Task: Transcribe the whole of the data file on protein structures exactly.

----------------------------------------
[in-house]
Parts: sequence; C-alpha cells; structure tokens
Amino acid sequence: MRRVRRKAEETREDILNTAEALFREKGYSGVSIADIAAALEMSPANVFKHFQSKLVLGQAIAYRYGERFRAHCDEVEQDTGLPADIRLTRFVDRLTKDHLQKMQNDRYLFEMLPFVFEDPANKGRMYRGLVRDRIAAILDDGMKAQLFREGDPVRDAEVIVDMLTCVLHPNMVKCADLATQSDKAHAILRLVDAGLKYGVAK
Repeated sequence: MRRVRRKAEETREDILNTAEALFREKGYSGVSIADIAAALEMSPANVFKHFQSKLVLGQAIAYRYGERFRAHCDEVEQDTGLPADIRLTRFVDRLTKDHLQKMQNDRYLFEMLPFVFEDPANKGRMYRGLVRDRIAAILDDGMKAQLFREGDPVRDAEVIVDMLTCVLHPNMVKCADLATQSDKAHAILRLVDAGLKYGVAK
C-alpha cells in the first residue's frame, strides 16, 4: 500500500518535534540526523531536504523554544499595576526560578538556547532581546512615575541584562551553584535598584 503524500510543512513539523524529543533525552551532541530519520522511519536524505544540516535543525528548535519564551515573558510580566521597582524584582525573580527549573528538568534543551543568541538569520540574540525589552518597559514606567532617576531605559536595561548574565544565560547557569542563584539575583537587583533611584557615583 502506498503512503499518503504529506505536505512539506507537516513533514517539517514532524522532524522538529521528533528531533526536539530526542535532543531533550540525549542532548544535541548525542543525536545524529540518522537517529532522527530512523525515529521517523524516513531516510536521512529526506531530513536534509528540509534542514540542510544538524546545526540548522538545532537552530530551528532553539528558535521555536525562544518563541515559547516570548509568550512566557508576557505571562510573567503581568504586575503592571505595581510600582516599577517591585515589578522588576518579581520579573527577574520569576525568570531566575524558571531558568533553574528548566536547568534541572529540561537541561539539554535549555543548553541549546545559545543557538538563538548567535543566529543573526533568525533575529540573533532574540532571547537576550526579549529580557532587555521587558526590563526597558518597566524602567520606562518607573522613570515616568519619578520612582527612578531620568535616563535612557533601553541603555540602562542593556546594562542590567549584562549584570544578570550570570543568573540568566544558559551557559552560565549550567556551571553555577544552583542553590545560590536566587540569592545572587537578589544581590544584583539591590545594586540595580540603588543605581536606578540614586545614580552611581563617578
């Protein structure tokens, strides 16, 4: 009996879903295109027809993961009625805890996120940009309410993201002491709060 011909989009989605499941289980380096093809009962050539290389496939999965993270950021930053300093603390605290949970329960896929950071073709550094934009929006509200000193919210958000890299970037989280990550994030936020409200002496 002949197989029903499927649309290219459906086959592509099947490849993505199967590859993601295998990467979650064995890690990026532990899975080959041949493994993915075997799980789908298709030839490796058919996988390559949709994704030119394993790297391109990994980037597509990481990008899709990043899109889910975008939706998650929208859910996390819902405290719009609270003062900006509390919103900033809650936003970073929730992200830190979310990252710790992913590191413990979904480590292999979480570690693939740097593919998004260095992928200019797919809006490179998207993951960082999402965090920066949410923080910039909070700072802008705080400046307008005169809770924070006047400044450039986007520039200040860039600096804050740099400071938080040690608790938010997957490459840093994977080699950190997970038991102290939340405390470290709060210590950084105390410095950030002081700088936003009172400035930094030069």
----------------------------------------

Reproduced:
[in-house]
Parts: sequence; C-alpha cells; structure tokens
Amino acid sequence: MRRVRRKAEETREDILNTAEALFREKGYSGVSIADIAAALEMSPANVFKHFQSKLVLGQAIAYRYGERFRAHCDEVEQDTGLPADIRLTRFVDRLTKDHLQKMQNDRYLFEMLPFVFEDPANKGRMYRGLVRDRIAAILDDGMKAQLFREGDPVRDAEVIVDMLTCVLHPNMVKCADLATQSDKAHAILRLVDAGLKYGVAK
Repeated sequence: MRRVRRKAEETREDILNTAEALFREKGYSGVSIADIAAALEMSPANVFKHFQSKLVLGQAIAYRYGERFRAHCDEVEQDTGLPADIRLTRFVDRLTKDHLQKMQNDRYLFEMLPFVFEDPANKGRMYRGLVRDRIAAILDDGMKAQLFREGDPVRDAEVIVDMLTCVLHPNMVKCADLATQSDKAHAILRLVDAGLKYGVAK
C-alpha cells in the first residue's frame, strides 16, 4: 500500500518535534540526523531536504523554544499595576526560578538556547532581546512615575541584562551553584535598584 503524500510543512513539523524529543533525552551532541530519520522511519536524505544540516535543525528548535519564551515573558510580566521597582524584582525573580527549573528538568534543551543568541538569520540574540525589552518597559514606567532617576531605559536595561548574565544565560547557569542563584539575583537587583533611584557615583 502506498503512503499518503504529506505536505512539506507537516513533514517539517514532524522532524522538529521528533528531533526536539530526542535532543531533550540525549542532548544535541548525542543525536545524529540518522537517529532522527530512523525515529521517523524516513531516510536521512529526506531530513536534509528540509534542514540542510544538524546545526540548522538545532537552530530551528532553539528558535521555536525562544518563541515559547516570548509568550512566557508576557505571562510573567503581568504586575503592571505595581510600582516599577517591585515589578522588576518579581520579573527577574520569576525568570531566575524558571531558568533553574528548566536547568534541572529540561537541561539539554535549555543548553541549546545559545543557538538563538548567535543566529543573526533568525533575529540573533532574540532571547537576550526579549529580557532587555521587558526590563526597558518597566524602567520606562518607573522613570515616568519619578520612582527612578531620568535616563535612557533601553541603555540602562542593556546594562542590567549584562549584570544578570550570570543568573540568566544558559551557559552560565549550567556551571553555577544552583542553590545560590536566587540569592545572587537578589544581590544584583539591590545594586540595580540603588543605581536606578540614586545614580552611581563617578
């Protein structure tokens, strides 16, 4: 009996879903295109027809993961009625805890996120940009309410993201002491709060 011909989009989605499941289980380096093809009962050539290389496939999965993270950021930053300093603390605290949970329960896929950071073709550094934009929006509200000193919210958000890299970037989280990550994030936020409200002496 002949197989029903499927649309290219459906086959592509099947490849993505199967590859993601295998990467979650064995890690990026532990899975080959041949493994993915075997799980789908298709030839490796058919996988390559949709994704030119394993790297391109990994980037597509990481990008899709990043899109889910975008939706998650929208859910996390819902405290719009609270003062900006509390919103900033809650936003970073929730992200830190979310990252710790992913590191413990979904480590292999979480570690693939740097593919998004260095992928200019797919809006490179998207993951960082999402965090920066949410923080910039909070700072802008705080400046307008005169809770924070006047400044450039986007520039200040860039600096804050740099400071938080040690608790938010997957490459840093994977080699950190997970038991102290939340405390470290709060210590950084105390410095950030002081700088936003009172400035930094030069």